In the Director’s Note for ‘The Resistible Rise of Arturo Ui’, Zac Price welcomes the audience for attending whether interest be “history, theatre, politics or… simply intrigued by the use of the swastika on the posters.” His staging brings Ralph Manheim’s translation of the Bertolt Brecht play to the Northcott Theatre, Exeter through the Exeter University Theatre Company. He plays wonderfully with the audience through the evening which presents an allegory of Hitler’s rise to power in Germany in the 1930s through a cauliflour and vegetable racket a Chicago mobster starts up.
By turning Brecht into film noir, multimedia is used to great effect, with a prologue projected onto the walls of the Northcott. The production has a clean rhythm, helped by live music from a band on stage in the middle of the action throughout. After a few reviews with my complaining about technology at various productions, finally I’m seeing something where light and sound is spot on and enhancing the presentation.
There was a large strong cast and the group work in the first half delays the point of the journey where Arturo Ui takes centre stage. In those early scenes introducing the Cauliflour Trust it was Sinead McDonnell as Butcher who became the face to watch. She created a character that had the most interesting reactions to the conversations and events playing out around and did not waste and expression or move through the evening.
In turn, Luke Theobold took on Dogsborough, a man in his 80s, and gave a captivating performance that never showed signs of the young actor underneath. His slow movement, thoughtful delivery of lines and portrayal of old age worked perfectly as part of the evening. As he stood alone, speaking out to the audience of taking over the land, his character was a performance stronger than the lines Brecht gave him to speak.
The three main supporting characters to Ui all offered a range of strengths. With Joe McDonnell’s Givola there was a limp that never slipped and a wonderfully creepy scene in the florist’s shop with a young lady and several bunches of flowers. James Bailey as Giri brought some great humour amidst the darkness as the killer who takes a hat from every victim. Whilst quick to steal a laugh in scenes, he brought a fierce presence in a great courtroom scene that was terrifying. Tom Chapman played Roma and brought a sympathetic man among his people, until a death that saw him making some disturbing unsettling noises before confronting Ui with the truth and predictions of his future in a ghost sequence that was cleverly realised.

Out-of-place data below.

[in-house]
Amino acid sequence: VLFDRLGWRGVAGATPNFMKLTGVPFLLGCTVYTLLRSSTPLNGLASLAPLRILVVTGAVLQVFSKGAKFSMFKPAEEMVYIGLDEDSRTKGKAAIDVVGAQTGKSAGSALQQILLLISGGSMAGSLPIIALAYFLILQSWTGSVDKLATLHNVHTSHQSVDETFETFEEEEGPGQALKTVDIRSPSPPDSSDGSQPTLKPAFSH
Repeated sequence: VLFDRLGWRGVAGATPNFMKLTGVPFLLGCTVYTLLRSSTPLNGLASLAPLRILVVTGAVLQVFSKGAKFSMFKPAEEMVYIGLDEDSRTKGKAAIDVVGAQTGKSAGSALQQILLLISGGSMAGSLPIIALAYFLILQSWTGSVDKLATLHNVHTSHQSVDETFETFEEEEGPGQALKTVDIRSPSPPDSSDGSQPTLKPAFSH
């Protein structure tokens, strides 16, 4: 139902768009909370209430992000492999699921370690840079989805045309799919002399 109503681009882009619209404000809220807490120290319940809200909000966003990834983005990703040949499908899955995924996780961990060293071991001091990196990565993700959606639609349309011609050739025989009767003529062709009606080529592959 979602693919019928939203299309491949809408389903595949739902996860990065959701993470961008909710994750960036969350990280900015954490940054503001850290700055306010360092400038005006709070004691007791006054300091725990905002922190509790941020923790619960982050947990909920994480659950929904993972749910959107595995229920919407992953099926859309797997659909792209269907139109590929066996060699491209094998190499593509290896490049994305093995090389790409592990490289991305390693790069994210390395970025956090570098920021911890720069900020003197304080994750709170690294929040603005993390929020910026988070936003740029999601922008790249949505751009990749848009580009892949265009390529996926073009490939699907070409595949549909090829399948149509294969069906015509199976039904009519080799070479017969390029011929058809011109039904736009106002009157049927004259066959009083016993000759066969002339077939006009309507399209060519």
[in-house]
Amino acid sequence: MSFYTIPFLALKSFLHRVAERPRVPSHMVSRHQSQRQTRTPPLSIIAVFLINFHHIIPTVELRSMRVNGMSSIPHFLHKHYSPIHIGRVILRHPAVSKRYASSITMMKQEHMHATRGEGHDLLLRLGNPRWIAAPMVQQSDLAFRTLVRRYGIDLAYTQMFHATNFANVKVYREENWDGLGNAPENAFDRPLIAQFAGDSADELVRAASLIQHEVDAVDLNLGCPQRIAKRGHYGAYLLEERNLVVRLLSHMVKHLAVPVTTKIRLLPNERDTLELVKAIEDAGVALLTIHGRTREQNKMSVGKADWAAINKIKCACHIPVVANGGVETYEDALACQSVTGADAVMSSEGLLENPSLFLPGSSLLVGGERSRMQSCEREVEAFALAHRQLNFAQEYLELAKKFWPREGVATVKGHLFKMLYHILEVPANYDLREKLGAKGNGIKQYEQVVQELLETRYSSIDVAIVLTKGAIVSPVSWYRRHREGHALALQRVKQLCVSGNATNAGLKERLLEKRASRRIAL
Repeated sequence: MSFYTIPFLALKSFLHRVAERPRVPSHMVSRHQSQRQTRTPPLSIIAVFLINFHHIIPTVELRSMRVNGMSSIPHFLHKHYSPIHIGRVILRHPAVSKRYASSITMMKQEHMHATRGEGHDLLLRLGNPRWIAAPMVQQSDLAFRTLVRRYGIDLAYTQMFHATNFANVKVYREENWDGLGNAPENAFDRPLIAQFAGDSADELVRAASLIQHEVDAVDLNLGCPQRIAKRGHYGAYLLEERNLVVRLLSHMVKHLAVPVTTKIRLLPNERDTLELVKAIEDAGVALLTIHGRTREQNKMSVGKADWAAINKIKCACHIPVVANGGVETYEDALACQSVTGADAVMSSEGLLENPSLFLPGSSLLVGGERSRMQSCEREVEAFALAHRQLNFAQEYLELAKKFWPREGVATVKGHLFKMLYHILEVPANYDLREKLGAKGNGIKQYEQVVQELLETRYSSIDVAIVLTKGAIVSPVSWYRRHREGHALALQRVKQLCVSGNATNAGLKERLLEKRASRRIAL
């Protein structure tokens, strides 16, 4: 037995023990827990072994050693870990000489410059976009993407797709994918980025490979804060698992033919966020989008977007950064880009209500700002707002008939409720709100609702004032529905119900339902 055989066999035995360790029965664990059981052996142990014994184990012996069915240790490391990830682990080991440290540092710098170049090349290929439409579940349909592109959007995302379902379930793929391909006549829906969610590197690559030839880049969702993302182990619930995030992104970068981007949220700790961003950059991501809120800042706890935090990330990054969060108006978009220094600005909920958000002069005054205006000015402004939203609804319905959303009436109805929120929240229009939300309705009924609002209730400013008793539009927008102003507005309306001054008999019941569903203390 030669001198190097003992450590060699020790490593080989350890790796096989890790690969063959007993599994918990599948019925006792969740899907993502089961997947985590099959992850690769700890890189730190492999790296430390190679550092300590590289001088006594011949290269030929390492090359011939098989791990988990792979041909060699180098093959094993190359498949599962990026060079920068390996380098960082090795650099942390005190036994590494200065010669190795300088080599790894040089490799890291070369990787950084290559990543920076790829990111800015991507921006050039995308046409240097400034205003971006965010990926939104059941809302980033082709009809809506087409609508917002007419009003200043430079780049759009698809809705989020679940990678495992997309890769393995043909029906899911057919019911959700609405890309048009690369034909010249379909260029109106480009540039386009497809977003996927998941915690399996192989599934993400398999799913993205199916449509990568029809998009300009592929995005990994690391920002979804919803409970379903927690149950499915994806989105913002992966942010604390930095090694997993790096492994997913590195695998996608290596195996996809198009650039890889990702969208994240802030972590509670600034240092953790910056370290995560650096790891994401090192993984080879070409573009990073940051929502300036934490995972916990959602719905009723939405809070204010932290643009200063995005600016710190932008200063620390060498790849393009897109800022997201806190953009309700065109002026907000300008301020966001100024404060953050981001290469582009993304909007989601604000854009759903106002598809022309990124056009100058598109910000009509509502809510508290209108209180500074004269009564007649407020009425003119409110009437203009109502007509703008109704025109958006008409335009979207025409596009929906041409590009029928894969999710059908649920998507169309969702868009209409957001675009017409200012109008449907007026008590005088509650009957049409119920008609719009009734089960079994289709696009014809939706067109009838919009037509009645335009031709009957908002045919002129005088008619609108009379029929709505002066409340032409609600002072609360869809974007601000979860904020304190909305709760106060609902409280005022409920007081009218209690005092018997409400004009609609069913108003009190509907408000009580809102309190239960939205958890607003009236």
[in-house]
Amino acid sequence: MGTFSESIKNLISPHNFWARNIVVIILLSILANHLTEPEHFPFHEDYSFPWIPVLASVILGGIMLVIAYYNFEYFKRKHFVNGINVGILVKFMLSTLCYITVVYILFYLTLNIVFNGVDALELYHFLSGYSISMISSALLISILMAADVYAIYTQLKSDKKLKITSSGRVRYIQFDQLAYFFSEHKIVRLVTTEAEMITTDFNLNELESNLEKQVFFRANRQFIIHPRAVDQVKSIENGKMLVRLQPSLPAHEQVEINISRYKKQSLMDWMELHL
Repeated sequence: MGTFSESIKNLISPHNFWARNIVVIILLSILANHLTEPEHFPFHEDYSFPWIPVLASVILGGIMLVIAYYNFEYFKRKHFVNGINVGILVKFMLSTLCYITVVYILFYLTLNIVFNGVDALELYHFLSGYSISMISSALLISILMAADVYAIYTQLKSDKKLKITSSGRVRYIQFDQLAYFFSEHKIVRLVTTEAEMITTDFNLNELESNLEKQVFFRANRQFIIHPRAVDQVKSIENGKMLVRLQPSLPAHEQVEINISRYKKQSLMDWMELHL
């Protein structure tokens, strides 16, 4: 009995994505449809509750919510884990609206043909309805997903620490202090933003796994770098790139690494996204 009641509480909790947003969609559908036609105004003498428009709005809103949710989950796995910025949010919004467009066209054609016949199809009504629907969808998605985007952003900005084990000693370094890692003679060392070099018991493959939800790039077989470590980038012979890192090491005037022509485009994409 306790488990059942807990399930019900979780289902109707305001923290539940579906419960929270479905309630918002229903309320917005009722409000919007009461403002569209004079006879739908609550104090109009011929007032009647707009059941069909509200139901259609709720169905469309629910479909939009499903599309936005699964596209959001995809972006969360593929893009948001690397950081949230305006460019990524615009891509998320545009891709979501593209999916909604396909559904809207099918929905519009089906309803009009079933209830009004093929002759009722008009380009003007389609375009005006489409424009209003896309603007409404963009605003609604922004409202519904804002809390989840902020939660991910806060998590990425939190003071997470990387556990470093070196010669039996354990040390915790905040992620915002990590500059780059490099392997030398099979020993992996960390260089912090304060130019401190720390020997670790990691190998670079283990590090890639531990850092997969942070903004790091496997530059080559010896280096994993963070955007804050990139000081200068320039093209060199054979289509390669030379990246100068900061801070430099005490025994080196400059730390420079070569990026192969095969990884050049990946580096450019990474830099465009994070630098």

For lovers of Shakespeare the favourite scene will have been Harry Boyd’s appearance as an actor coaching Ui in a speech from Julius Caesar to improve posture, stance and public-speaking, but I cannot get much further through this comment without finally mentioning Nicholas Limm, who took on the title role. As Ui he brought humour, sadness, strength and a glorious madness. From slow quiet beginning the monster is made and the energy he threw into the big speeches that emulated Hitler were devastating to watch. Of course it’s funny that he’s talking about setting up a protection racket for sellers of vegetables, and the sweeping up of the parting in moments of frustration was a recognisable trait that raised a smile, but all the time the darkness of the man being mocked is running through the performance as he becomes the driving force of the second half.
The production was not afraid of silence, with several characters making great use of waiting before finally starting a scene or breaking mid-sentence before picking things up again. The tension this quiet brought was greater than any amount of shouting the odds about Cauliflour.
I’m not a fan of spoilers, but I was at the last night of the run and it won’t hurt to give away the trump card Price’s production played. Ui had delivered his final rousing speech, the remainder of the cast lined up and clapped their way through to a conclusion, the lights dropped to applause from the audience as the projectors came on and the final montage of clips rolled – Hitler at the height of his power, exactly where we left Ui in his story – the applause faltered as the audience considered for a moment what they were seeing. Beautiful manipulation and a stark reminder of what had impressed so at the end of the night. As the lights finally came on the present the cast a final time, the audience appreciated their work all the more.
Coming up at the Northcott Theatre: www.exeternorthcott.co.uk